At this point, I must resist the writer’s ugliest temptation, the cliché. Yes, what I’m talking about here has been said before, probably better and probably in a story called “Keep it simple,” or some variation thereof. And that’s fine, because it’s sound advice. But I would put it to you this way: Keep it elegant.
In everything you do — whether it is a business process or a software interface or a transaction or whatever — get rid of everything that isn’t either useful or beautiful. And work to maximize the number of things that are both.
Monday, 19 March 2007
This was the first year KioskCom came to the Middle East venue, drawing a large crowd from all disciplines, from airlines, banks, retail and government agencies. The vast majority of attendees were decision makers and individuals very interested in employing kiosks and generated a great deal of interest in kiosk hardware as well as software.
From the perspective of kiosk acceptance, the Middle East is anxious and willing to use kiosks in a wide spectrum of vertical markets. Middle Easterners are not prone to wait in line and find kiosks as a useful tool in providing efficient service. Moreover, they are after quality kiosk solutions, having already been burned by Far Eastern companies providing relatively unsophisticated and lower quality kiosks.
In terms of kiosk implementation, the Middle East is in the early stages of kiosk deployments, though APTEC and KTS have positioned themselves as providers of kiosk hardware, installation, maintenance services, parts and remote monitoring services throughout the Gulf region.
Some of the larger booths at the show were those of APTEC, KTS and SelfTech. APTEC and KTS showed the full range of standard kiosk offerings from KIOSK Information Systems while SelfTech showcased their program management support solutions for kiosk projects. APTEC and KTS also highlighted their kiosk installation, on-site maintenance and kiosk remote monitoring capabilities.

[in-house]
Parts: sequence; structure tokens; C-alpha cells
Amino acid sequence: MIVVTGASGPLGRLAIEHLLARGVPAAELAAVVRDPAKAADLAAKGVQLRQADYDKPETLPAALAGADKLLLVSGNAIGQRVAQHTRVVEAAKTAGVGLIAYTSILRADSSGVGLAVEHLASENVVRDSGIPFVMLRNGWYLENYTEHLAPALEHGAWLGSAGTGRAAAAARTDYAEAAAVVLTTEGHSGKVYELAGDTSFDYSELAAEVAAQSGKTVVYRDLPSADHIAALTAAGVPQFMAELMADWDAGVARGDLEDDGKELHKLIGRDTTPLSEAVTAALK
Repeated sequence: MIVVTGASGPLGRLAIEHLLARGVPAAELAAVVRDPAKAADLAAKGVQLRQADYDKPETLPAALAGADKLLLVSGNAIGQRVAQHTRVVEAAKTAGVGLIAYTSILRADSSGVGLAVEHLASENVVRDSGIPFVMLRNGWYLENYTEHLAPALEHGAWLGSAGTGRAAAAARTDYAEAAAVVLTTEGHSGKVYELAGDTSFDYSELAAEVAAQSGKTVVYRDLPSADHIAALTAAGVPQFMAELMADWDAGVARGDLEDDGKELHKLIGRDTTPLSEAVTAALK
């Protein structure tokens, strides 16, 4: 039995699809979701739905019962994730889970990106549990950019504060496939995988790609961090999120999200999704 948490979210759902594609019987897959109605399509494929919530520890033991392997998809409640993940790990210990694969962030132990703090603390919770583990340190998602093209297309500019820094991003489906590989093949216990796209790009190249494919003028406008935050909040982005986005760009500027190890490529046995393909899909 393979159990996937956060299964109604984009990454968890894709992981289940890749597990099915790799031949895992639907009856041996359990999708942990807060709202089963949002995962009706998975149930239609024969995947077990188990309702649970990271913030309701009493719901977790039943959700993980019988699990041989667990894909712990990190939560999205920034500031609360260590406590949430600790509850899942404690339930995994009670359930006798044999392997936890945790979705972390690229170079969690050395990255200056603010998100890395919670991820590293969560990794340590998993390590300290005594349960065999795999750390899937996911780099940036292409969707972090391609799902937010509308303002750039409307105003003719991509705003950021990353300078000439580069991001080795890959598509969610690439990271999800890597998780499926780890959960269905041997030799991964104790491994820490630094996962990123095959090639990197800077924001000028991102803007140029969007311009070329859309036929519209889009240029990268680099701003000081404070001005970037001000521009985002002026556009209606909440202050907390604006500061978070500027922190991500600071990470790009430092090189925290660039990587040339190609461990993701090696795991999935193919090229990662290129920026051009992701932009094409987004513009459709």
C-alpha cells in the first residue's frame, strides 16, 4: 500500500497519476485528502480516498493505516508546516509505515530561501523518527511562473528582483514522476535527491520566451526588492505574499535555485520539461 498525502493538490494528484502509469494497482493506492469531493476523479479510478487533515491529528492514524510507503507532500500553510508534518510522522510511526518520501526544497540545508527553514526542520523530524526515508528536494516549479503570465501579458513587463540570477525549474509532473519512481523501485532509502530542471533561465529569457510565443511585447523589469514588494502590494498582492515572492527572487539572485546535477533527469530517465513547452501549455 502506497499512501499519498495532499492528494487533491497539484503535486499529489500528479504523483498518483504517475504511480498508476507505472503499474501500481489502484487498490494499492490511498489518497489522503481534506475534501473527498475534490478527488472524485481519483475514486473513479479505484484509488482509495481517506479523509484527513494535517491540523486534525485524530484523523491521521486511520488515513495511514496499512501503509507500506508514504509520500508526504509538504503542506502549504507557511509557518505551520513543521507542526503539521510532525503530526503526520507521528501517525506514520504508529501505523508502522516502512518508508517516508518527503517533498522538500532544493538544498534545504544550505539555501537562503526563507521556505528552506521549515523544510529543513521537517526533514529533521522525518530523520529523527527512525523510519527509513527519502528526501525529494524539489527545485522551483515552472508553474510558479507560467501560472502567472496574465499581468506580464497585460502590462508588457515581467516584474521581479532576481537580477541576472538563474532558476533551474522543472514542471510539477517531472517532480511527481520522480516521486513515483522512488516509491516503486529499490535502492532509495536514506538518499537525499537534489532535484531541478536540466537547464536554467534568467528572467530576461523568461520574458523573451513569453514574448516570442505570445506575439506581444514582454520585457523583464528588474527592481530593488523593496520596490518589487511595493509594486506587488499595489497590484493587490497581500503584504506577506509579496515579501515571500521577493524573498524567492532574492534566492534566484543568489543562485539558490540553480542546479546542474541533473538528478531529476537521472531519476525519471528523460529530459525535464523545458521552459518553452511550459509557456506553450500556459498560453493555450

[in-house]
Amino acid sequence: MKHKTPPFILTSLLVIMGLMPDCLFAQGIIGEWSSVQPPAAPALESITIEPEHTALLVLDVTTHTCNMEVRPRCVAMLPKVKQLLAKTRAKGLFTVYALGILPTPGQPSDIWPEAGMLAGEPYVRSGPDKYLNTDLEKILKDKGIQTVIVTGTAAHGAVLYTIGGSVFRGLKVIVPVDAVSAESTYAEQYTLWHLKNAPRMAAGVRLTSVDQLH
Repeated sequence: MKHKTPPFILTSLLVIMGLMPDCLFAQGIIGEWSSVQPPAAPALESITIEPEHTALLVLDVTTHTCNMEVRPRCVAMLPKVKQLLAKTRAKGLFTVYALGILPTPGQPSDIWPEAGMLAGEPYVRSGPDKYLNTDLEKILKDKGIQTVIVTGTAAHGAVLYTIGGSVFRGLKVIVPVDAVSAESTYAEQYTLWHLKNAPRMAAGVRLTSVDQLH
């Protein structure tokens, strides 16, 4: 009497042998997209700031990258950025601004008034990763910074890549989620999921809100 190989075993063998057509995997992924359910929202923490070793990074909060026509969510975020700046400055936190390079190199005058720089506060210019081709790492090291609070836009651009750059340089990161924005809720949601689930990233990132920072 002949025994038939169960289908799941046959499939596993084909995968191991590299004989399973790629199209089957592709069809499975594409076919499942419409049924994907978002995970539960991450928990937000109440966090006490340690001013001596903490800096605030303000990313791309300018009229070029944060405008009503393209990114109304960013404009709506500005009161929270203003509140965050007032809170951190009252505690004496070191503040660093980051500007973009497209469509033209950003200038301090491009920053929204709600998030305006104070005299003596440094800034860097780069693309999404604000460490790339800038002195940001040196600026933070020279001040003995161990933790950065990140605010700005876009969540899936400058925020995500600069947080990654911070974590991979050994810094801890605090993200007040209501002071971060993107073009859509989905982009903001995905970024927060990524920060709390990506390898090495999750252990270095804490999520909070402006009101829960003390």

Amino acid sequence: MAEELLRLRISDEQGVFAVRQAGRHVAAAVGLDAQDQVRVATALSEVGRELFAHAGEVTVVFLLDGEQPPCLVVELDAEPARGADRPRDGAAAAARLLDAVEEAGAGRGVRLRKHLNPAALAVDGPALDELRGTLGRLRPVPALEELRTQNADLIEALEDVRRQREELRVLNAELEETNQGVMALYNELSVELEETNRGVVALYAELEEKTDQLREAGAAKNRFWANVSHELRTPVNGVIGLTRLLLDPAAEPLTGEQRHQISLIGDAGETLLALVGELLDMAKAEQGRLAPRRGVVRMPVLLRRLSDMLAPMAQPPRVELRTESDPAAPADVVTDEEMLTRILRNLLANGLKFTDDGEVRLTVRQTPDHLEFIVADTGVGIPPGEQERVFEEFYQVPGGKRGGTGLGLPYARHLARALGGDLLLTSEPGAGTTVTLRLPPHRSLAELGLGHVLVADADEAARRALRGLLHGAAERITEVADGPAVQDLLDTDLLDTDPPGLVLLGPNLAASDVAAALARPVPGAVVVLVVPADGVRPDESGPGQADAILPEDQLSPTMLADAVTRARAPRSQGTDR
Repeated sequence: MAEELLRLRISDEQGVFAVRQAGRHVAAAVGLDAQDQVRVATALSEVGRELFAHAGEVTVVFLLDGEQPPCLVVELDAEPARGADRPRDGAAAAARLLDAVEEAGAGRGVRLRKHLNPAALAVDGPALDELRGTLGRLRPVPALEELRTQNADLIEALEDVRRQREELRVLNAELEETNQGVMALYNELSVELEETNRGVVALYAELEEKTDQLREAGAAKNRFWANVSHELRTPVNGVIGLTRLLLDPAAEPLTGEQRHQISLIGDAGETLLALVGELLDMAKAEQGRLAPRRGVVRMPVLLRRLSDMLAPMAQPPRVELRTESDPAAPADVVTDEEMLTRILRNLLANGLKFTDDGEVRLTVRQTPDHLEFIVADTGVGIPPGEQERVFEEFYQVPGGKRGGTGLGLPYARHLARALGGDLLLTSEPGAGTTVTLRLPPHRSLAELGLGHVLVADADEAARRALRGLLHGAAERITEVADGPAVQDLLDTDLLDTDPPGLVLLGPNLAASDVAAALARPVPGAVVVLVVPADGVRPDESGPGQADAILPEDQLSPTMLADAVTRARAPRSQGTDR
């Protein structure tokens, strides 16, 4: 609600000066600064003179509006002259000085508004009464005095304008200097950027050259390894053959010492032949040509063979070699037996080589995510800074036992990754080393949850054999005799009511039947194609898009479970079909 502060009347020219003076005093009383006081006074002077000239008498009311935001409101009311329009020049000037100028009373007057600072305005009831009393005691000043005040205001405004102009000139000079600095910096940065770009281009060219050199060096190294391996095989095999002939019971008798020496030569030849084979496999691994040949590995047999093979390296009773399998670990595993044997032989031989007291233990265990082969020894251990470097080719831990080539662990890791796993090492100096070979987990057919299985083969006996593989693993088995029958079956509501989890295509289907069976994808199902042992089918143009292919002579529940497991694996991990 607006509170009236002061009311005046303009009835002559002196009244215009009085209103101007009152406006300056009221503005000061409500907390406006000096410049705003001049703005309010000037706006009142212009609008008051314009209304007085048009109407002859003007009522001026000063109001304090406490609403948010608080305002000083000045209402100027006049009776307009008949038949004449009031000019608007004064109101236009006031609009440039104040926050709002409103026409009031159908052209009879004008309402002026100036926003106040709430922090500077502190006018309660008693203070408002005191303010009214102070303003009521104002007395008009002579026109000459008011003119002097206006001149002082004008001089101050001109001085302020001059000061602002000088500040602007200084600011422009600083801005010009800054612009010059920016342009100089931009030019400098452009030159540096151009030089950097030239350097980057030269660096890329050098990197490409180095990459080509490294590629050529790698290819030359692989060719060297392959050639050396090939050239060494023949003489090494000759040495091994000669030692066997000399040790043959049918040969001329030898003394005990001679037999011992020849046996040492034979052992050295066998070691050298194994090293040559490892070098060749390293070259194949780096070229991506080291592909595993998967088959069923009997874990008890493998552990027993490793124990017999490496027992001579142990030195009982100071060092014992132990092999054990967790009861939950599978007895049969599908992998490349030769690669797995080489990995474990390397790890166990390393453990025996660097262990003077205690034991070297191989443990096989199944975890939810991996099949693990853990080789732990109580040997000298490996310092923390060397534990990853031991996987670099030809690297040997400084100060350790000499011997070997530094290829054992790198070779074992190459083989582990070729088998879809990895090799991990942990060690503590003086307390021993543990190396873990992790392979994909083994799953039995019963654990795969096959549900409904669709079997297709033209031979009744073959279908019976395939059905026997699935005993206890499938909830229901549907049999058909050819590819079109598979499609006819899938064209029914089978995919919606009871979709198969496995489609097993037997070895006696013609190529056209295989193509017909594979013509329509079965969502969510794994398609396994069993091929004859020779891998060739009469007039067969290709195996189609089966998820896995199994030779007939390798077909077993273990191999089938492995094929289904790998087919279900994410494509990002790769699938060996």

APTEC showed photo kiosks, a PC gaming kiosk, public information kiosks and HR solutions. In addition, they had very attractive digital signage solutions for customer preview. The staff at the booth was most professional and knowledgeable.
Both APTEC and KTS were exceptionally well-versed in the unique aspects of the kiosk deployment cycle and were more than willing to provide the required consultation services, much needed in the deployment of kiosks.
There were many other smaller kiosk exhibitors and component manufacturers present in the 50 booths at the exposition. Friendlyway from Germany had a small presence while Slabb Kiosks of the USA and Ultimedia of France had booths showing their lines of kiosks.
Several booths offered single focus solutions such as self service photo processing. Among the most prominent of component suppliers was Hemisphere West of Europe who showed a wide range of kiosk components include bill acceptors, coin acceptors, bill dispensers and printers.
As mentioned earlier, the Middle East is relatively new to the kiosk world. Yet, the prospects are significant given the desire for kiosk solutions and the willingness to look at all possible venues for use of kiosks. Since there are no kiosk manufacturing facilities in the Middle East at this time, kiosks are going to have to be shipped into the region from Europe, the USA or Asia.
I anticipate that kiosk projects will initially be of smaller size and typically focus on self service or time savings applications. Application software developers will absolutely need to be both aware of and sensitive to the cultural issues surrounding the use of kiosks.
Tuesday, 13 March 2007
We recently gathered a group of executives in New York City for a focus meeting. The executives represented both small and large companies, some well-known brands, various market segments and varying levels of experience with the topic at hand. What they had in common was that each was responsible for the deployment of self-service technology at their firms. As an industry, we’ve come to refer to them as “deployers.”
During the meeting, the deployers discussed the successes and challenges in their deployments as well as needs for people in their position. We compiled a rather large list of challenges that deployers face and most of the comments fell into one or more of the following categories:
1. Best Practices – Deployers want to know what other deployers and doing and what’s working for them. What’s the best way to design and layout a store? How do you ensure the right customer flow?